I was blessed with an amazing co-teacher  who really kept me honest about self care and cracked down on this. He told me to go home, he helped me finish things, he simplified my to do list, he reminded me that the first year is not about being the best it’s about survival.

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Sometimes it won’t get done but you’ll have taken a long bath and gotten some rest so that you can keep loving the kids and being a good teacher.

5. Take a Day Off

This goes with number four, but needed it’s own section. You get sick and personal days.  Use them. Not excessively, but use them.

Coming to school if you’re too sick, too distracted by something outside of school, or too wrecked to do a good job will only hurt the kids. Take a day, get your head and your body right and never feel bad about it.

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6. Nothing Will Ever be Fully Prepared

No, shut up, no it won’t, just stop. Just when you think you’ve created the perfect lesson and sink hours into making it just right, the whole plan will get thrown by a student question or a broken Smart Board (in May when the tech budget is gone for the year) or a fire drill.

I stopped putting hours into lessons because it only led to disappointment. Plan, absolutely plan and be creative and create cool lessons but don’t plan so long and so hard that you’ll be heartbroken when the plan inevitably gets derailed.

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Teachers, aspiring teachers, retired teachers, parents, students, and anyone else; I’d love to know your thoughts and any big lessons you’ve learned lately in the comments!

Best of luck.

6

Learning to Take Care of My Damn Self

Growing up I watched my very motivated father work his fingers to the damn bone. If there was a retake needed by a football player, he’d stay until 6 to give it to them. If a parent meeting needed to happen at 5 am or 9 pm, he’d make it happen. If he needed to learn Spanish or trombone to get the information across, he’d do it.

Every evening I watched him get home late and fall asleep minutes after sitting down. And every single school break I watched him get horribly sick and spend his time off recovering.

When I started teaching I promised myself I would find a way to work for my kids, to give them every chance I can, without burning myself out.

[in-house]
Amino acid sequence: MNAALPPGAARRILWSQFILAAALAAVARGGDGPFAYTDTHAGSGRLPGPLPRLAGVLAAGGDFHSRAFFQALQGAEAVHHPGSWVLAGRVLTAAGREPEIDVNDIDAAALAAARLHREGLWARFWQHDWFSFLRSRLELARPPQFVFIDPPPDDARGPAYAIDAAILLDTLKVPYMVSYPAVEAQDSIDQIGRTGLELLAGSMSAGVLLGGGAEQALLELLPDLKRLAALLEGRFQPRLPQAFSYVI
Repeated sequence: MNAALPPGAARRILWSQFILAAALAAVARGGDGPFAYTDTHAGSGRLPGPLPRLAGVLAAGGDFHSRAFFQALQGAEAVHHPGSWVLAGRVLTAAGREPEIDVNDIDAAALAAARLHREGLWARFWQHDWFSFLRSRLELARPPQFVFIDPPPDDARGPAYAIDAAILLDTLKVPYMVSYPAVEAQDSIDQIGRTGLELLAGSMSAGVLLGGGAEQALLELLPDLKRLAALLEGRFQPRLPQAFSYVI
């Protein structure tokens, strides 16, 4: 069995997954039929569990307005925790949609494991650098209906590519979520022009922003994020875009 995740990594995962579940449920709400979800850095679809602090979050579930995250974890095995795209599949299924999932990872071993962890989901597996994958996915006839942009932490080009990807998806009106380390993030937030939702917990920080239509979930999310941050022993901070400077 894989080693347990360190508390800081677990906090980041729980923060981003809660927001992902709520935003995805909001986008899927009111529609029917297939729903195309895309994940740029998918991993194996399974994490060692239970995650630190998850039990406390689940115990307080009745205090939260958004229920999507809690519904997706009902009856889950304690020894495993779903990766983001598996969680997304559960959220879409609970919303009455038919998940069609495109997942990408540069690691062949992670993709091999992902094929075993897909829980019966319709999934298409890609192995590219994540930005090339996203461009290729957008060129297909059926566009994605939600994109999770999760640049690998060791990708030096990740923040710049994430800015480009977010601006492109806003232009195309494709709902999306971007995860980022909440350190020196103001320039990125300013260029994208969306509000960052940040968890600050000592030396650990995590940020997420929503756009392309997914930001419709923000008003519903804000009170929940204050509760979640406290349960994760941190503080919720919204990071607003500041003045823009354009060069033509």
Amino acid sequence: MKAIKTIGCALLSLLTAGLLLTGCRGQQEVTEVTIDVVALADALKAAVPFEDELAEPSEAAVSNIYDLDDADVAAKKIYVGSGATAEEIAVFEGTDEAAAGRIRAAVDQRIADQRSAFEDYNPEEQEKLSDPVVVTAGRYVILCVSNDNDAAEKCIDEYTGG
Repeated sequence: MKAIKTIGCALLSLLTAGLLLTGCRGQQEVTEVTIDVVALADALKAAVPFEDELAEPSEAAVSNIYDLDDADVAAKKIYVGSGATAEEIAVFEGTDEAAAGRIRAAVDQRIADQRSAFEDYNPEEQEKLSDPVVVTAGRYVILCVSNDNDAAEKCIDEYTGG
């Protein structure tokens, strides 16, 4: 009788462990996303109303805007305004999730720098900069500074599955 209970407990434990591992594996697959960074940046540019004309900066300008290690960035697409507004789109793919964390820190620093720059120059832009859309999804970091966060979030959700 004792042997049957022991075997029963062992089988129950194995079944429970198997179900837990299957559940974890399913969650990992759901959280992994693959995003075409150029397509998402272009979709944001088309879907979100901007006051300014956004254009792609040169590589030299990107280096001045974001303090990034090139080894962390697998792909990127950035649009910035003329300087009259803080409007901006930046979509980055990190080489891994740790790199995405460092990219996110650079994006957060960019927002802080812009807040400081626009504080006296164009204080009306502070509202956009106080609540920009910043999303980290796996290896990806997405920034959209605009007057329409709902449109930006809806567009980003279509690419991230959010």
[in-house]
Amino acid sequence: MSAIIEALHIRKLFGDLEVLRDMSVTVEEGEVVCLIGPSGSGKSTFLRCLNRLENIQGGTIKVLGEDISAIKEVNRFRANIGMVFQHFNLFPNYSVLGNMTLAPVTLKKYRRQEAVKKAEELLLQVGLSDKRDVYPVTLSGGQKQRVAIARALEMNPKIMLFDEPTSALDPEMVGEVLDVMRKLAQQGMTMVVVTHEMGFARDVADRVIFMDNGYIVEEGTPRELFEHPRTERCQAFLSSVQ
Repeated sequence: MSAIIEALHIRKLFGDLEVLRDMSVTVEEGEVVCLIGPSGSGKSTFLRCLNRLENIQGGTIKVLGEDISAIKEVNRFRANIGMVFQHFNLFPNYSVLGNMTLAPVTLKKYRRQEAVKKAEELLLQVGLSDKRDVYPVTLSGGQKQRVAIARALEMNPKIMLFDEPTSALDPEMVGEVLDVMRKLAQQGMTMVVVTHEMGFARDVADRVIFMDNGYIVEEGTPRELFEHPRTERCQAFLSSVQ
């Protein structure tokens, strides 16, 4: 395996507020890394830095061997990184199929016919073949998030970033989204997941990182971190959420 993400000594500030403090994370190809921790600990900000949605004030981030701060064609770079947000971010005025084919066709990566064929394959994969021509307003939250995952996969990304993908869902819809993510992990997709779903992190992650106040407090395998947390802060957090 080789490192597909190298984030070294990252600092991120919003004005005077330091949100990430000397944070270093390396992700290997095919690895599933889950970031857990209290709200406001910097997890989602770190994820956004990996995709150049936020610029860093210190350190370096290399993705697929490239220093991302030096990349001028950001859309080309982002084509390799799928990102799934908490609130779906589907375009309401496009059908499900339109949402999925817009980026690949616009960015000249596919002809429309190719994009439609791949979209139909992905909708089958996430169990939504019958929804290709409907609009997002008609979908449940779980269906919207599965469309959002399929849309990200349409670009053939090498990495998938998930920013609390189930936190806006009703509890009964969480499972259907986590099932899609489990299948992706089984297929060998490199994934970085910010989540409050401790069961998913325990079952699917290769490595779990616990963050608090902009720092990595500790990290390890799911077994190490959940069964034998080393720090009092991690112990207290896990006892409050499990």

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I have been blessed with a team of co-workers who are caring and understanding, who always look out for me. My co-teacher tells me often to take care of myself. The beginning of every department meeting is either a self care check-in (where we talk about our specific self care goals and what we are doing to reach them this week) or a self care practice (Tai Chi, guided meditation, etc.) My Assistant Principal meets with me once a week to lesson plan/unit plan/revise curriculum/talk about what’s not working and how to fix it. My in-school mentor meets with me once a week to talk about literally anything I need help with.

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I’m supported, much more so than a lot of teachers. I’m lucky and I know it. But still I got caught with a case of ignoring my own needs.

Last Monday I got up at 4 and laid on my couch sobbing because my head was pounding so hard I couldn’t move. I called in sick but by noon the fever, headache and general ick was so bad I couldn’t stop crying.

I went to the clinic in the afternoon (I’ll be honest I went mostly because I wanted to be at work the following day) and found out I had a high fever, a sinus infection, and an ear infection.

My point is: don’t do this. Don’t let it get this bad. I was sick, really obviously sick and tried to push too hard through it and for what?

Americans especially have this notion that if you are not absolutely killing yourself at work, you’re lazy. I can’t say this enough times: that’s bullsh*t.